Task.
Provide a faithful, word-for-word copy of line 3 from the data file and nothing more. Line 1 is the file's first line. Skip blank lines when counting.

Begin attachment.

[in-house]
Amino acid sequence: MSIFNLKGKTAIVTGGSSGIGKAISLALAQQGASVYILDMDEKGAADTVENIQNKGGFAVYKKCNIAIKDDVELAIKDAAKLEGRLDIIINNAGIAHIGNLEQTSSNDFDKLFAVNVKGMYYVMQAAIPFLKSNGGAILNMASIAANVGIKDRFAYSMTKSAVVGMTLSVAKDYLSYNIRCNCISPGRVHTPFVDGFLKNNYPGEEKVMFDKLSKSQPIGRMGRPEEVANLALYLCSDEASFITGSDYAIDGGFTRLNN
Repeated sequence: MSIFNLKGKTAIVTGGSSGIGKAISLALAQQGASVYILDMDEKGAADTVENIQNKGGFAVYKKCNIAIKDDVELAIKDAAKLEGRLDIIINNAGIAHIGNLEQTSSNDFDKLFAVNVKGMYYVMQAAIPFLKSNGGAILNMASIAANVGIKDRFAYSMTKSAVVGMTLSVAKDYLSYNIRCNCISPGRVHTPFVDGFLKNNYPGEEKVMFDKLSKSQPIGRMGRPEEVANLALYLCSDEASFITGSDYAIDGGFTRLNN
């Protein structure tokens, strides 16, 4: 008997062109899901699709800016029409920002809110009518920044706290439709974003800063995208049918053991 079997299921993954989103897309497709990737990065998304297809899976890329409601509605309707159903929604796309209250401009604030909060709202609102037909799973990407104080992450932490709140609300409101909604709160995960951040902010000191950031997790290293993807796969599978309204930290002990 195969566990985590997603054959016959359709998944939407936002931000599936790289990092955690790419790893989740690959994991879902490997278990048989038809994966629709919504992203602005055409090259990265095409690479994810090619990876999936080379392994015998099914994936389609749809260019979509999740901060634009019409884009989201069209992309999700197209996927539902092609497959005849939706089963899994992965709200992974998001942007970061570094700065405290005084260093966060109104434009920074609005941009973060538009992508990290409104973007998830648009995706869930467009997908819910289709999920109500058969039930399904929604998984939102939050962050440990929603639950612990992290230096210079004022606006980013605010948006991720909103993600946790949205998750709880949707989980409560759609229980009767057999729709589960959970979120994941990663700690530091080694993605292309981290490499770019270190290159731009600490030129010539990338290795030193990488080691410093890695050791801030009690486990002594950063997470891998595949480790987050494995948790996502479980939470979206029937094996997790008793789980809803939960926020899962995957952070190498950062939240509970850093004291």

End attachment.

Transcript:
Repeated sequence: MSIFNLKGKTAIVTGGSSGIGKAISLALAQQGASVYILDMDEKGAADTVENIQNKGGFAVYKKCNIAIKDDVELAIKDAAKLEGRLDIIINNAGIAHIGNLEQTSSNDFDKLFAVNVKGMYYVMQAAIPFLKSNGGAILNMASIAANVGIKDRFAYSMTKSAVVGMTLSVAKDYLSYNIRCNCISPGRVHTPFVDGFLKNNYPGEEKVMFDKLSKSQPIGRMGRPEEVANLALYLCSDEASFITGSDYAIDGGFTRLNN